John Forth, at least 60 years old (Frederick 1829). He also had the distinction of having trained the winner, as well as the runner-up, The Exquisite, with both colts returned at 40/1. Scobie Breasley, 52 years old (Charlottown 1966). Charlie Smirke, 51 years old (Hard Ridden 1958). Willie Carson, 51 years old (Erhaab 1994). Mick Kinane, 49 years old (Sea The Stars 2009). Sir Gordon Richards, 49 years old (Pinza 1953).
DERBY AND GRAND NATIONAL
Harry Barker unusually finished second in both The Derby and the Grand National in 1893. He partnered
Ravensbury at Epsom Downs and Aesop at Aintree.
Three female jockeys have ridden in The Derby. Alex Greaves, who partnered 500/1 shot Portuguese Lil in 1996, became the first woman to take part in The Derby – she finished last. Hayley Turner also came last on 25/1 chance Cavaleiro in 2012. Ana O’Brien partnered 66/1 outsider The Anvil, trained by her father Aidan, to finish 17th of the 18 runners in 2017.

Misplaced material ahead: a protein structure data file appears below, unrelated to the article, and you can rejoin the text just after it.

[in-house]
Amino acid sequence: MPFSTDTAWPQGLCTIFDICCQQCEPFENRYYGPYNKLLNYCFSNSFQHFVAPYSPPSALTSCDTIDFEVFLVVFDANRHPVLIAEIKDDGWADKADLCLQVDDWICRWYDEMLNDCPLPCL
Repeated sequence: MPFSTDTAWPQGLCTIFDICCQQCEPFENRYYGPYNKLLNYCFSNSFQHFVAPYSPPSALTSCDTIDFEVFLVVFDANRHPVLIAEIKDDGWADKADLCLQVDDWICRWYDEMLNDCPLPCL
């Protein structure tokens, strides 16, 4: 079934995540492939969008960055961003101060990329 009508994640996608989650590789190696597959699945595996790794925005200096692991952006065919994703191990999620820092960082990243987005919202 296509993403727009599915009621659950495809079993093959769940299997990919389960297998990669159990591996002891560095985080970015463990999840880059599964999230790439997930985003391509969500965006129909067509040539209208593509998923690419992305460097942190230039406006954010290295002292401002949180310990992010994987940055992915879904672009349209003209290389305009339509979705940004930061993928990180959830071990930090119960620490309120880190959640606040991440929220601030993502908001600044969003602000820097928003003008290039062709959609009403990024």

FIRST-TIME RIDE SUCCESS
Three jockeys since 2000. Mickael Barzalona (in 2011 on Pour Moi), Padraig Beggy (in 2017 on Wings Of Eagles) and Emmet McNamara (in 2020 on Serpentine).
RIDDEN WINNER OF BOTH KENTUCKY DERBY AND THE DERBY
Steve Cauthen became the first victorious American-born jockey for 65 years when winning the 1985 Derby on Slip Anchor. Cauthen, who captured The Derby again in 1987 on Reference Point, was also the
first jockey to ride the winner of both the Kentucky Derby and The Derby. Cauthen had taken the American Triple Crown, of which the first leg is the Kentucky Derby, on Affirmed in 1978 when aged 18.
DERBY AND OAKS SUCCESS IN THE SAME YEAR
A total of 32 jockeys have partnered the winner of both Epsom Downs Classics in the same year, most recently Ryan Moore, who partnered The Derby winner Workforce and the Oaks scorer Snow Fairy
in 2010. He was the first jockey to achieve this double since Kieren Fallon in 2004.
FIRST FATHER AND SON TRAINING AND RIDING A DERBY WINNER
Joseph O’Brien became the first son of a trainer, who sent out The Derby winner, to be the successful